POPERY, at the present moment, is seen under a mask, by which its true features are in a measure concealed. To serve the purpose of blinding Protestants, of furthering its own ends of proselytism, and securing the restoration of its lost power, it is prepared to say and to do almost anything, no matter how variant from its settled creed, or its past habits. It bides its time, but the moment it shall have the power, it will set all right, recurring at once to that creed, and to those habits, as the principle and the rule of its action. Whatever this priest or that bishop, or even yonder cardinal, may say to the contrary, the standards are unchanged, and unchangeable, since change would be destruction. Such is the fact in regard to heretics and heresy; they who are beyond the pale of the Romish Church, are viewed by the Vatican and the priesthood as but so many brute beasts to be taken and destroyed, the moment she shall once more possess the power.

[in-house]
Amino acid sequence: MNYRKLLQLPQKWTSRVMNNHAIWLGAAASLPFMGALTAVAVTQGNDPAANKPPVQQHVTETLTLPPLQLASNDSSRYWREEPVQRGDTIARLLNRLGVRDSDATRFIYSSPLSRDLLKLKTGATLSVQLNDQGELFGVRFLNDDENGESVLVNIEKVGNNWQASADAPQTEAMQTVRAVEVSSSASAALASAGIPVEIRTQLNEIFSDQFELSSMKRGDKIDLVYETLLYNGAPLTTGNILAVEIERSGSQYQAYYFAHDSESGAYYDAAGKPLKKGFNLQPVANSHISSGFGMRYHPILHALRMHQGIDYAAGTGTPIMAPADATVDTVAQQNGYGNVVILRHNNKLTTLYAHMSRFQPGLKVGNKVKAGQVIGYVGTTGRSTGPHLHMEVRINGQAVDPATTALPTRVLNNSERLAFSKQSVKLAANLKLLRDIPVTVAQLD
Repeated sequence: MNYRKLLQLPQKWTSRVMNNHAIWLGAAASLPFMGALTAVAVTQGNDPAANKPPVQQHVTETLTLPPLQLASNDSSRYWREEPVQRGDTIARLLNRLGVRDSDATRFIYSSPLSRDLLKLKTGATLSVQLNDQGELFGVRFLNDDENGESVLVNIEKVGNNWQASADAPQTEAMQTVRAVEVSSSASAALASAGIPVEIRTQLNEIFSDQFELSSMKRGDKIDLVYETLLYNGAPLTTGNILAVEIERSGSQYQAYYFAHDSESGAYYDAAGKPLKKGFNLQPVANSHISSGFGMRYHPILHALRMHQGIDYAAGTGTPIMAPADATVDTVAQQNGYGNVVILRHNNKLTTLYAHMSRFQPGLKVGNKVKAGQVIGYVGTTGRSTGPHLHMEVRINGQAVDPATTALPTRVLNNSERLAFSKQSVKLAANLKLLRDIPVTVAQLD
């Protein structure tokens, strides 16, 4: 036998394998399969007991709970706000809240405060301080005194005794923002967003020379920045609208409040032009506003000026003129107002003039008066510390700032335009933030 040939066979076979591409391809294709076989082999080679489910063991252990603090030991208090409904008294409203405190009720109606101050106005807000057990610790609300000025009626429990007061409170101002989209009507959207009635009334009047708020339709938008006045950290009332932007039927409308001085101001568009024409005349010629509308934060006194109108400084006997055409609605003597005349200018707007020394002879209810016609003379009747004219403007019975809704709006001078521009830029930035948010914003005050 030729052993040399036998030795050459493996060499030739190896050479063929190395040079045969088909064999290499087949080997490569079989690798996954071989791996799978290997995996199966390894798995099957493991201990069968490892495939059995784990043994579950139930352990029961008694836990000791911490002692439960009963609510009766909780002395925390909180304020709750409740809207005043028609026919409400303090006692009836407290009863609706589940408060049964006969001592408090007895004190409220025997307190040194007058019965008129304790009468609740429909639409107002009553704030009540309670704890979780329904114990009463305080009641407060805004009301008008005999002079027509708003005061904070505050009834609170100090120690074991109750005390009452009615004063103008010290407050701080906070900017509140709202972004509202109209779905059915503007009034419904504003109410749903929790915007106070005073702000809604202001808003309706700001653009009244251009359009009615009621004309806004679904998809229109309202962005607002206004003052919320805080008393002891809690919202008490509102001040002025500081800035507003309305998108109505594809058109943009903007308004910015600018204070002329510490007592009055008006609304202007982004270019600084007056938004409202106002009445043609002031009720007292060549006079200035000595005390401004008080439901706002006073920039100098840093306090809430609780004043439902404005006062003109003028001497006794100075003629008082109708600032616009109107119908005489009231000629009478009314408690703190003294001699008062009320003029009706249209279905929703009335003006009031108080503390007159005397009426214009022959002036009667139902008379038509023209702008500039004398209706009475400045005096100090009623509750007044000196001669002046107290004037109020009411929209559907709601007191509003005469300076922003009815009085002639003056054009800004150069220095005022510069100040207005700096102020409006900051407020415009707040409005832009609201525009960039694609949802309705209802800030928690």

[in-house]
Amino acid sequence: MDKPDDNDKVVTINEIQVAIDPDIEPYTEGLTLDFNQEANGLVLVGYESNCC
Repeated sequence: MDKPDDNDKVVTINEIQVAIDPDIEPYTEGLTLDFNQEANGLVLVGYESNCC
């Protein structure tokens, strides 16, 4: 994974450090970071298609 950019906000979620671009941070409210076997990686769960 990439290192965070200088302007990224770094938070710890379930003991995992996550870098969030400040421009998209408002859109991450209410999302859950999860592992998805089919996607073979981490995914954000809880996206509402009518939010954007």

In her creed, heresy, so called, is mortal sin, and of that sin, death is the appropriate punishment! It has served the ends of the priesthood in Ireland, and also in England, of late years, to wear the badge and preach the gospel of political liberality, and a religious charity; but it is all a delusion, a simple adaptation of Popery to the deceitful fashion of the passing hour. At this moment, we have both at home and abroad, proofs of daily recurrence, that nothing is wanted but the ancient power to pursue the ancient course, to fine, to imprison, to hang, and to burn! In England particularly, this is so, where the territory is so limited, the population so thick, and communications so rapid, where such a multitude of observers are daily watching it, and where a press, faithful and fearless, is ever ready to publish its enormities. In Britain it may really be said that Romanism is a culprit in fetters, a malefactor in a mask.